Fighting the Arizona Injunction Against Harassment

Posted on May 14, 2018

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“Let’s face it, sometimes you get wrongfully accused of harassing someone. Perhaps it is a vendetta, a figment of the accuser’s imagination, or something else. […] The mere accusation, even if unfounded, can be devastating to your reputation and may imperil your chances of employment, could lead to the loss of your right to possess a firearm, [restrict] where and when you can go places, etc. (Note: These matters become public records that can be easily searched and identified.) For example, we often find that neighbors who become ‘unneighborly’ will seek an order restricting how close you can come to their home, and whether you are to stay away from certain ‘areas,’ etc. Additionally, if left unchallenged, then often the mere allegation that you violated the injunction against harassment may land you in custody.”

Attorney Joseph A. Velez

The “Injunction Against Harassment” is one of three types of restraining (or “protective”) order issued in Arizona. The title of the instrument is deceptive. Allegations by petitioners aren’t limited to harassment and may be of anything, including violent threat or assault, or even sexual violation.

An “Order of Protection” is what a complainant files against someone who shares a residence with him or her; an “Injunction Against Harassment” is what a complainant files if his or her relationship with the defendant is other than domestic (e.g., against a friend, neighbor, or stranger). Conduct alleged on either order may be identical.

It may also be false. Orders aren’t hard to obtain, including on the basis of exaggerations or outright fraud.

Here are some facts of which the recipient of an Arizona Injunction Against Harassment should be aware:

  1. Highlighted in this explanation from the Tucson City Court, which applies everywhere in the state of Arizona, is a statutory requirement that the judge who issued you an Injunction Against Harassment may have carelessly overlooked.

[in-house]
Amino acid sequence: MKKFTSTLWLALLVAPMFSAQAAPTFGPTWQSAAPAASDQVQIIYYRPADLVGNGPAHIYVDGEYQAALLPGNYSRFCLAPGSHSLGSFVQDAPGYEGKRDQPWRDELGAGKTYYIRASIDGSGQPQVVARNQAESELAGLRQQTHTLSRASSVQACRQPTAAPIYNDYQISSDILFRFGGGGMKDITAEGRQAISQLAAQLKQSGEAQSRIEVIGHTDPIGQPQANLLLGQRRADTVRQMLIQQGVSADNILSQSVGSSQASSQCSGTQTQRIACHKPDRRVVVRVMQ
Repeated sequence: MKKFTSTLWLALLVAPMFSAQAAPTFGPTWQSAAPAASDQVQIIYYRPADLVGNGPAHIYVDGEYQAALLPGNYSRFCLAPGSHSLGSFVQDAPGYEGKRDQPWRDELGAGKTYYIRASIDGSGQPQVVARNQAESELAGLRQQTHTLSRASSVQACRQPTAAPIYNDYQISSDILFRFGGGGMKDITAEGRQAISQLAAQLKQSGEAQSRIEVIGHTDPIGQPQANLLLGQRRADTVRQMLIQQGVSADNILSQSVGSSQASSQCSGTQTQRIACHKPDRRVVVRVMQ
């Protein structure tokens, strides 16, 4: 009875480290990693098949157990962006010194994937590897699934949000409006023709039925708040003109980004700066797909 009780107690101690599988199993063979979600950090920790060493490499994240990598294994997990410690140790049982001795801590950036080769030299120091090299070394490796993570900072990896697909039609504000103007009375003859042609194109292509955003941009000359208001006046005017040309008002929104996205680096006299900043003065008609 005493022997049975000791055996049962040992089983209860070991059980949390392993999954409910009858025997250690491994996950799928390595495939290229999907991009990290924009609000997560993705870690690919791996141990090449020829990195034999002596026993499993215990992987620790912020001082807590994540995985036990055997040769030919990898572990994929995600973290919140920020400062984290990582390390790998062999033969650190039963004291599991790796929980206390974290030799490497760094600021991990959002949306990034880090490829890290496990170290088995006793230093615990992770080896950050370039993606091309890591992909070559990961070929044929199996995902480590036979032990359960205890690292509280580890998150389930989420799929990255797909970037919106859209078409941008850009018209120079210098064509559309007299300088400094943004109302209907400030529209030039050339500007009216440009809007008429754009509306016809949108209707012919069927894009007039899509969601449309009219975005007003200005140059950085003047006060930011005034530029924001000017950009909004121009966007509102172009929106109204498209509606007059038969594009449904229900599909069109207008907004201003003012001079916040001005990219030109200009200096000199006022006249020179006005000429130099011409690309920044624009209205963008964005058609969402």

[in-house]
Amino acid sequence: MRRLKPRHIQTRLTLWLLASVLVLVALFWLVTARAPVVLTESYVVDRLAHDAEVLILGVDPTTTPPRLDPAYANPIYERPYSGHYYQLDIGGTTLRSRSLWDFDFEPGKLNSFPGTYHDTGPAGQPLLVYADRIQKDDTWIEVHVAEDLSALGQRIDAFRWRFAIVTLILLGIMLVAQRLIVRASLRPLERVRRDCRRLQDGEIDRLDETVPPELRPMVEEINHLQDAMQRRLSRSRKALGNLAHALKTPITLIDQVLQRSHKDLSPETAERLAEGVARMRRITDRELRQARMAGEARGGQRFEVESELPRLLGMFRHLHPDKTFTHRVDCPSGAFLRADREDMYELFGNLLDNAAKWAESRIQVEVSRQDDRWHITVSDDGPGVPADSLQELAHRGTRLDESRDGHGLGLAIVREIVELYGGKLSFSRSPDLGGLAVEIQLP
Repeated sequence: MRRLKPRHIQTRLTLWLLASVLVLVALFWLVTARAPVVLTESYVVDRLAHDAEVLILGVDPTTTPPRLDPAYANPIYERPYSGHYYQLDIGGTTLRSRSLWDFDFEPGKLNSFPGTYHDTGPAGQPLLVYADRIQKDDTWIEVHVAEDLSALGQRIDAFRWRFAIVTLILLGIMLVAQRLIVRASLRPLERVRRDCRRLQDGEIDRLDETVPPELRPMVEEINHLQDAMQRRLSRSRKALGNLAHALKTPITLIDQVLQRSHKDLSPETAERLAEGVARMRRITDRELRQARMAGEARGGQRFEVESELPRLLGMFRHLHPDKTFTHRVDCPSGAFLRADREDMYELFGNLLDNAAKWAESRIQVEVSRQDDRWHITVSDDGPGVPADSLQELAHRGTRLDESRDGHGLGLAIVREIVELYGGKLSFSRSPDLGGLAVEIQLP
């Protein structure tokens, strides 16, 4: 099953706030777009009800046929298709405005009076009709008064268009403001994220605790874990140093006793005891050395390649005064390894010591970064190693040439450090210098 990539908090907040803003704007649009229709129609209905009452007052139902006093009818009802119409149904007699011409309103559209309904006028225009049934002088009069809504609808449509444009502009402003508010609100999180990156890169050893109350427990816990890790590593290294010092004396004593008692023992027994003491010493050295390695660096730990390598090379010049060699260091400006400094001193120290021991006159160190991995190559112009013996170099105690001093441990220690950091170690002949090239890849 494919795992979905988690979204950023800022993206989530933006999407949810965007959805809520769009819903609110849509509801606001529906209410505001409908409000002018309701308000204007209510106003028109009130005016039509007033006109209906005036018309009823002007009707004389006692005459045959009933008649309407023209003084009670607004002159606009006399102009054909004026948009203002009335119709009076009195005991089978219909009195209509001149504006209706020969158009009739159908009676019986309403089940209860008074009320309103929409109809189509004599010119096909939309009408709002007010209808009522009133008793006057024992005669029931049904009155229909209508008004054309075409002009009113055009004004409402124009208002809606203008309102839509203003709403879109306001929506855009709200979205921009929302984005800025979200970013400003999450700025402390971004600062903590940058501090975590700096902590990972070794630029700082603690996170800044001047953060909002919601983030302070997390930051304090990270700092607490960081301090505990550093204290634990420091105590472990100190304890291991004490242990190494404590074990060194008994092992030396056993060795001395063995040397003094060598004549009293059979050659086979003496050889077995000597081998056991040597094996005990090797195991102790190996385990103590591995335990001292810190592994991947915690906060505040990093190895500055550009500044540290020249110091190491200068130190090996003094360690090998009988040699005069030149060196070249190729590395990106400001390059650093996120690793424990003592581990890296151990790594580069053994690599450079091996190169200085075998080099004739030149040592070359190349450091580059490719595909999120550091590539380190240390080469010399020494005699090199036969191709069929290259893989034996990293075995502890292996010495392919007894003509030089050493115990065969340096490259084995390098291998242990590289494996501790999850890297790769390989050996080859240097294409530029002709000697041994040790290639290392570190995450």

The injunction may be appealed, and an appeals hearing may be requested at any time during the order’s term of effect (one year). It need not be requested immediately. A.R.S § 12-1809(H). You must apply to be granted a hearing, and you must apply in writing. (Instructions appear at the top of the document’s first page.)

  2. Postponing the appellate procedure allows you more time to gather evidence and witness testimony, and save money to procure the services of a lawyer. Being issued an order of the court can be intimidating and bewildering, and a defendant’s impulse may be to drop everything and respond immediately. There’s much, however, to recommend deferment.
  3. Satisfaction of A.R.S § 12-1809(E) requires that the petitioner of the order must have presented to the judge “specific facts attesting to [his or her] efforts to give notice to the defendant or reasons supporting the plaintiff’s claim that notice should not be given.” This means if the petitioner of the order did not notify you prior to applying for an ex parte order from the court, and no good reasons were provided to the judge why you weren’t notified, then judicial approval of the order was against the law.
  4. Judicial derelictions are grounds for an order’s dismissal.

Restraining order defense may be a specialization of some criminal attorneys, and the defendant seeking legal counsel would do well to search for a specialist in his or her city online and/or call around.

Copyright © 2018 RestrainingOrderAbuse.com

*The author of this post successfully had an injunction against harassment dismissed last summer.

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